Julian Assange, the founder of Wikileaks, is currently at the Ecuadorian embassy in London, asking for political asylum.
Ecuador says that it is analyzing his request, although Wikileaks claims already that he is already “under the protection” of the Ecuadorian embassy, according to their Twitter.
According to Russia Today(RT) , the media organ of the Kremlin that employs Assange to do a show, Ecuador previously had offered Assange residency in 2010.
Deputy Foreign Minister Kintto Lucas said his country is “open to giving him [Assange] residency in Ecuador”. Lucas also said Ecuador was “very concerned” by information revealed by Wikileaks linking US diplomats with spying on friendly governments.
Apparently Ecuador is not too concerned about Assange’s alleged spying efforts, including the effort to employ Anonymous to hack Icelandic government email to instigate an uprising in Iceland. See here.
Assange has been under house arrest in the UK since 2010, after Sweden issued an international arrest warrant over allegations of sexual assault.
Swedish authorities accuse him of raping one woman and sexually molesting and coercing another in August that year, while on a visit to Stockholm to give a lecture.
He recently lost his bid to fight extradition and would likely have been extradited to Sweden, hence the reason for his immediate need to claim “asylum”. Coincidentally, seemingly, Assange interviewed Ecuadorian president Rafael Correa last month on Assange’s show.
Assange had been out on bond of £200,000 ($315,780), much of which had been raised by supporters. He was supposed to be monitered electronically.
In granting the bond, Overnight Justice Duncan Ouseley stated Assange’s “reputation” would be “diminished” if he fled from extradition proceedings.
“Were he to abscond, he would diminish himself in the eyes of his supporters,” Mr Ouseley said.
For those of us who follow Anonymous, Wikileaks and Occupy, the connections between the three are not news. We’ve been watching the connections for a long time.
Finally, however, Julian Assange will be called out very publicly on at least one of his less than savory actions to more than just the Anon/Wikileaks/Occupy watchers.
Parmy Olson, who has been writing on Assange, Wikileaks and Anonymous for Forbes for some time, is coming out with a new book, “We Are Anonymous”. Olson as a longtime watcher will likely have many interesting observations. In one of the most interesting so far, Olson details Assange meeting online with Lulz Sec.
Lulz Sec was a small hacking group, a part of Anonymous, who had been involved in multiple hacks against government and corporate websites. These efforts included stealing credit card information as well as government and business information which they later leaked onto the internet.
After Lulz Sec attacked the CIA.gov website, Assange posted a supporting tweet on twitter, according to Olson. He later deleted the tweet, but reached out to Lulz Sec privately. He and a Wikileaks staff member known as “q” met in an IRC channel with Topiary and Sabu of Lulz Sec.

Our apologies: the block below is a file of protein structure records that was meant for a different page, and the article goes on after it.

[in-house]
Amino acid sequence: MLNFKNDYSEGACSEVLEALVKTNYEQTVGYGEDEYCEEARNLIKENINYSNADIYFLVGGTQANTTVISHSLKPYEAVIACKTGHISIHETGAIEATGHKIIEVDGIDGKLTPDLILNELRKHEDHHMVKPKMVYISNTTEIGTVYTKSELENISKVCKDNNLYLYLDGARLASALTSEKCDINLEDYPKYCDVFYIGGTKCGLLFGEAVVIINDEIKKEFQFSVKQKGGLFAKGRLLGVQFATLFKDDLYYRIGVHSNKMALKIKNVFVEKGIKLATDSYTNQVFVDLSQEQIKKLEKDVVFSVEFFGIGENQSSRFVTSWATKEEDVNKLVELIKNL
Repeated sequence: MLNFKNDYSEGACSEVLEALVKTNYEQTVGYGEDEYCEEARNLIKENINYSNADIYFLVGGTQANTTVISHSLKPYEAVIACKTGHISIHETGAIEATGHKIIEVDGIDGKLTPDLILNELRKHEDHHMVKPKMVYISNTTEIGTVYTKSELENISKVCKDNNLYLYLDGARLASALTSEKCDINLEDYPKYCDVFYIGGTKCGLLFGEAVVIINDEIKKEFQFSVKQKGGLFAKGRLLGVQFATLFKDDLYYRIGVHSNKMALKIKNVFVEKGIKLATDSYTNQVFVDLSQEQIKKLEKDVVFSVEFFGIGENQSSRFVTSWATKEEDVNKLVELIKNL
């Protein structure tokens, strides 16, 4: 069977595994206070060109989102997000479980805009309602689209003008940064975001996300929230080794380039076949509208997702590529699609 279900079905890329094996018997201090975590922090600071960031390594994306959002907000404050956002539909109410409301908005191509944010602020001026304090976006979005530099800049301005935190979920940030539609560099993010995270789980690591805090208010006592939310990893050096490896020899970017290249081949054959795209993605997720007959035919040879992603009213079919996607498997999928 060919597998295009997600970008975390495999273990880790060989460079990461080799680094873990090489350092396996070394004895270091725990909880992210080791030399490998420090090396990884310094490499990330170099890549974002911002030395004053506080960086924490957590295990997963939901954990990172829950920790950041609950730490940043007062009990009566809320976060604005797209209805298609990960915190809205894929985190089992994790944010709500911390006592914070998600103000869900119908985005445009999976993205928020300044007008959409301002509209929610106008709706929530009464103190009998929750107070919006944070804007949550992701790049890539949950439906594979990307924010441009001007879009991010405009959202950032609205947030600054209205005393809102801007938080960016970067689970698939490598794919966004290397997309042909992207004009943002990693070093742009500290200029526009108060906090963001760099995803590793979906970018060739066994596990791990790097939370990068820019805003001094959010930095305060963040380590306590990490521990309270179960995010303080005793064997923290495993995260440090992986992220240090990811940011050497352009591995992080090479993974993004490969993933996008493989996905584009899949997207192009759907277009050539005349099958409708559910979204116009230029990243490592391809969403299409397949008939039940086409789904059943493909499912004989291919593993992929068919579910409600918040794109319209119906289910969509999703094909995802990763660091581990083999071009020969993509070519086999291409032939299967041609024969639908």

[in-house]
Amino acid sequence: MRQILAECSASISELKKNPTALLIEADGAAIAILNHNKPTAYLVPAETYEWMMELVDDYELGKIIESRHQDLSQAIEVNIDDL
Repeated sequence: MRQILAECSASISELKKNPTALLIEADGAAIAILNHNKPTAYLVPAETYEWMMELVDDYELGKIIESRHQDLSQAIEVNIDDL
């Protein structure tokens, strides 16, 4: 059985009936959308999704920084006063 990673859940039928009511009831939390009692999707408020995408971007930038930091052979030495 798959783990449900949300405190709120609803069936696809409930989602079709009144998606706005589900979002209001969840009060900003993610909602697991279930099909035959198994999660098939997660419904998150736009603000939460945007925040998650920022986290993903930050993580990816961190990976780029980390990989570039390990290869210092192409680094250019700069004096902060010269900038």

At first, Topiary was nervous. Here was Julian Assange himself, the founder of Wikileaks, reaching out to his team. He couldn’t think why he wanted to talk to them. Then he noticed what q and Assange were saying. They were praising Lulz Sec for its work, adding they had laughed at the DDOS(distributed denial of service) attack on the CIA. With all the flattery it almost felt like they were nervous.
Sabu told Assange that his crew was up for taking out “traditional government targets”.
Q went on to explain why he and Assange were reaching out to Lulz Sec-they wanted help infiltrating certain government and corporate websites in Iceland. They had reasons for wanting retribution on Iceland:
A young Wikileaks member had recently gone to Iceland and been arrested. Wikileaks had also been bidding for access to a data center in an underground bunker but had lost out to another corporate bidder after the government denied them the space. Another journalist who supoorted Wikileaks was being held by authorities. Assange and q appeared to want Lulz Sec to to try to grab the e-mail service of government sites then look for evidence of corruption or at least evidence that the government was unfairly targeting Wikileaks. The picture they were trying to paint was of the Icelandic government trying to suppress Wikileaks’ freedom to spread information. If they could leak such information, they explained, it could help instigate an uprising in Iceland and beyond.
This was not a deal out the goodness offered without exchange. Q was offering to give Lulz Sec a spreadsheet of classified government data, a file called RSA 128, which was encrypted and needed to be cracked. Q explained they had computers at MIT working on it for two weeks but hadn’t cracked it yet.
Topiary confessed to Assange that they had been behind the HB Gary hack, which thereafter resulted in a leak of 75,000 emails, including personal emails. Assange told them they could have structured the leak better.
Topiary and Sabu invited the Wikileaks pair over to Sabu’s server and created a channel for them. Q said he wished they could help the group more obviously with things like servers but that they didn’t want to link Wikileaks too obviously to Lulz Sec. The team received links to 2 government websites and one company website to the rest of the team for which they were to find ways to get into their networks and grab their emails.
What Assange didn’t know was that Sabu, by this point, was working with the FBI as an informant and likely all this was being monitored.